I attended a cultural diversity training today and was introduced to a new idea. At least, it was the first time the idea was presented in such a head-on fashion. It is the idea of posing.
One example given was that of Madonna and her adoption of the Jewish tradition called Kabbalah. Without really experiencing the full Jewish heritage, the argument goes, Madonna is devaluing Kabbalah by using it for her own purposes.
Here’s an article that argues the point.
I disagree. Strongly. And let me just say I never in a million years thought that I would, in my blog about science and a sense of wonder, be defending Madonna, much less Ashton Kutcher.
I’ve tried looking at this from the other side. What if a cherished bit of my own culture (quantum mechanics, say) were usurped by a pretender? Let’s just say his name is Deepak Chopra. Well, yes, that would bother me – it does bother me, in fact. The great thing about science, though, is that it is a self-correcting mechanism. When Chopra makes some bizarre claim and pretends that modern physics backs him up, someone with actual knowledge of science can use Chopra’s distortions as a teaching moment. Maybe even Deepak himself could learn something (though I won’t hold my breath).
But it’s a mistake to claim that Deepak Chopra somehow devalues science in this way. Science is what it is, and you can get it right or get it wrong (as Chopra does). And getting it wrong is nothing more (and nothing less) than a chance to learn.
Bad Astronomy, one of my favorite websites, is a perfect example of this approach. Instead of using the science blunders in movies to denigrate, criticize, or feign offense, Phil Plait uses these blunders as a chance to teach his readers the amazing world of real (ie good) astronomy. Each mistake is a chance to teach, a chance to learn.
OK, back to Madonna, Kabbalah, and offense. I don’t believe Kabbalah belongs to anyone, any more than science belongs to anyone. I believe we all create our own culture, our own universe. I believe we each adopt the parts of culture that work for us, and reject those that do not.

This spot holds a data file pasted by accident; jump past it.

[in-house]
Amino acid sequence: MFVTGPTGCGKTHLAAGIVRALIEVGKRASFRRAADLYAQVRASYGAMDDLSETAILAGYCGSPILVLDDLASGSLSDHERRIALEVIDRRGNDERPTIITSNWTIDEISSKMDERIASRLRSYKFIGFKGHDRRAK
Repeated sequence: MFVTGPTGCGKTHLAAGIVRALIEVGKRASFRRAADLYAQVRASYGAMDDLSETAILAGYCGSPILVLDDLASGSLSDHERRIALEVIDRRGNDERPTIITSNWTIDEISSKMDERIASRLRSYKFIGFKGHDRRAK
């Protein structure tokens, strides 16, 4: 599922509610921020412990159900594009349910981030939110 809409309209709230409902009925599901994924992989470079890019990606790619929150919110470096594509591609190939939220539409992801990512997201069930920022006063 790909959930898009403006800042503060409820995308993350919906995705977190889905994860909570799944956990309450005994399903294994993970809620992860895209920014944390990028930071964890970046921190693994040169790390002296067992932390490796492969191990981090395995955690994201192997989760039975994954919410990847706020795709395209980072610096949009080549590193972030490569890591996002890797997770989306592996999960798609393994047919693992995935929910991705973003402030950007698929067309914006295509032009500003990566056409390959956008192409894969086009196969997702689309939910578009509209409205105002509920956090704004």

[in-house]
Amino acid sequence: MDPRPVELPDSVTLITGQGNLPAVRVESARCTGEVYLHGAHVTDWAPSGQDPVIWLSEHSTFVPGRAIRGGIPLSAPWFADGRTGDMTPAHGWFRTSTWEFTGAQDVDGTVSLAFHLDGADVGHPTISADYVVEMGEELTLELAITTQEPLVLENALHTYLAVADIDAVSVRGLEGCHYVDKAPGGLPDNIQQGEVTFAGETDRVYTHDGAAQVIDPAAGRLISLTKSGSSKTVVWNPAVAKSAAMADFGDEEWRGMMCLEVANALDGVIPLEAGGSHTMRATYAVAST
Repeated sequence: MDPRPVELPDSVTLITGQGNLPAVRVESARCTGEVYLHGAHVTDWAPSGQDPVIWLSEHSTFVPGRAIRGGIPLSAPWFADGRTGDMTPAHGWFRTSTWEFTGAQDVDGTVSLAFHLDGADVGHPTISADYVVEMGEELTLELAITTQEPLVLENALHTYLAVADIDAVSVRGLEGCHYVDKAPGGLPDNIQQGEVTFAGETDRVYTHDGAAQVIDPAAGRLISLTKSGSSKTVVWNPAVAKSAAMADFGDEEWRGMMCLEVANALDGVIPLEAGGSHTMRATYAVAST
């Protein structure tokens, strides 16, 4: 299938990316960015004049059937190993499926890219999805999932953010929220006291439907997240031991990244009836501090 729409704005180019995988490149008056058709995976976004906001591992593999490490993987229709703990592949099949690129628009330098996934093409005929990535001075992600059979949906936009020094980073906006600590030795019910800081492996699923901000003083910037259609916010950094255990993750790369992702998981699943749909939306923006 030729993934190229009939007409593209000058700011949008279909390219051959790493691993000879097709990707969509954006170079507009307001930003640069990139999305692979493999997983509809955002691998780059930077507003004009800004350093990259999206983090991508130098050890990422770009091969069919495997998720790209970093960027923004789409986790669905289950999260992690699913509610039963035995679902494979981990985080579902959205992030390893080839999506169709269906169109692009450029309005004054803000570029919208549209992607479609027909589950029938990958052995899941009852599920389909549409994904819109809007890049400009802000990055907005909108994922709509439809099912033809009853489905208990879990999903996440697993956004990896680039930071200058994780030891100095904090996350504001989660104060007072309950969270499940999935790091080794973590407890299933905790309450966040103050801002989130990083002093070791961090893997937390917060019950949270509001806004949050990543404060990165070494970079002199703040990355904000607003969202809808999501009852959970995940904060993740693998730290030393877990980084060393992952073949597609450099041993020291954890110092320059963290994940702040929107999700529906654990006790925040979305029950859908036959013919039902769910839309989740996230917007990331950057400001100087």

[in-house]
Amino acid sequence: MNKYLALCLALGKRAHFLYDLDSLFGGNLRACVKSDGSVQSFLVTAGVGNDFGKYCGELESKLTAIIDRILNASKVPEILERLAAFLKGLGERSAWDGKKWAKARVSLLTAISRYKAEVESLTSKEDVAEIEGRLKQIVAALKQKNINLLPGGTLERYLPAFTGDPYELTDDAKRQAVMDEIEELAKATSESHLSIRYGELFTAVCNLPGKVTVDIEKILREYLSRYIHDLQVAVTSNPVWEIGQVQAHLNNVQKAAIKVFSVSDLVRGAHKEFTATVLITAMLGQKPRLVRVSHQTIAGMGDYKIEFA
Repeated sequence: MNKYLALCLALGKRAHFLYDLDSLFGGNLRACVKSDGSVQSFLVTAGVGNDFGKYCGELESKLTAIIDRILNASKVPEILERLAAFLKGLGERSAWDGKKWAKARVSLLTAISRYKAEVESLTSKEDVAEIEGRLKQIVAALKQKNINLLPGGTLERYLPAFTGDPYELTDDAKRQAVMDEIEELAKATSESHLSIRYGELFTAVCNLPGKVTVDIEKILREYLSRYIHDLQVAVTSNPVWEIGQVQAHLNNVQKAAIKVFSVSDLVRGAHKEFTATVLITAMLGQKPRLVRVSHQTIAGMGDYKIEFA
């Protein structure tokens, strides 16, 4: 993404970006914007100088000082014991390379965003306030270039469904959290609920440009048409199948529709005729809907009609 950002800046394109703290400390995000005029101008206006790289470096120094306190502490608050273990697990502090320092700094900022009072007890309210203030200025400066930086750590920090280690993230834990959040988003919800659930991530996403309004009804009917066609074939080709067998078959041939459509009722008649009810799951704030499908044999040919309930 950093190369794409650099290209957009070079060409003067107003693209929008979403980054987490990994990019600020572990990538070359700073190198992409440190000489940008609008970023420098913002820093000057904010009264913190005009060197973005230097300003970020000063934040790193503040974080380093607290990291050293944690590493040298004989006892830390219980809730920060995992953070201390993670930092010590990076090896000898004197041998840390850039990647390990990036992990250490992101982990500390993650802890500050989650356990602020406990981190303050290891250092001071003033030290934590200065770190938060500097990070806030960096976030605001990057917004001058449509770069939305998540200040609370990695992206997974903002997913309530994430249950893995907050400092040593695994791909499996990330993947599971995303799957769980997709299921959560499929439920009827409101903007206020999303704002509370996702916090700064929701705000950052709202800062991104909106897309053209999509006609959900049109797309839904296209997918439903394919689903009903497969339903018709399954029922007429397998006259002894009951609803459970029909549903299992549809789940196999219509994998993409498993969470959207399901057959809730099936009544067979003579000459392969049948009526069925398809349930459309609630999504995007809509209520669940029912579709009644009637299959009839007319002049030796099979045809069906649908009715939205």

Some of us more or less accept the culture that is handed down to us, by parents, pastors, etc. Others pick and choose from a variety of ideas. But we’re all making choices. As Albus Dumbledore said, “It is the choices we make that show what we truly are, far more than our abilities.” Oops, there’s some of my chosen culture showing through again. So be it.
I have chosen as an important part of my culture an earthwork in Southern Ohio called Serpent Mount. It is a place that helps me remember who I am and how I relate to this universe that made me, for what reason I do not know. I use Serpent Mound in a way that is, I’m certain, very different from the use intended by the Mound’s creators. Do I denigrate it?
Some would certainly think so. I once attended a program on the Octagon Earthworks in Newark, Ohio. I arrived late and had to stand in the back. While a man (a white man) read a story about the Octagon and how it had affected his life, some Native Americans just in front of me made racial comments about the speaker, clearly unhappy that someone from outside their culture would have adopted the Octagon, as I had the Serpent.
The Native Americans are among the most abused people in history. For white Americans to weep over events like the Holocaust or the genocide in the Sudan, yet not recognize the inhumanity of the intentional spread of smallpox and the Trail of Tears is the height of hypocracy. But I, a white American, am here, now, and my choice is to create a culture in which I can live. I don’t believe that Serpent Mound or the Octagon can belong only to Native Americans, any more than the Holocaust can belong only to those who lost loved ones to that horror.
To finish with two “I never thought I’ds” in the same blog post, there’s a pop singer named Anna Nalick who wrote a song that I especially like. The emotional stinger of the song is this:
“2 AM and I’m still awake, writing a song
If I get it all down on paper, it’s no longer inside of me,
Threatening the life it belongs to
And I feel like I’m naked in front of the crowd
Cause these words are my diary, screaming out loud
And I know that you’ll use them, however you want to”
And this is what creation is all about. A song, a story, a mound of dirt, a tradition. They’re our diaries, our screams into the world. If the world hears our screams (and isn’t that why we scream?) we have to accept that the world will use our creations, perhaps in ways we’d not intended.
The creators of Serpent Mound put something into the world, something that, once there, belonged to us all, just as all art and all science belong to all humanity. I have taken Serpent Mound into my own culture, my own universe. If that offends, teach me. I will try to learn.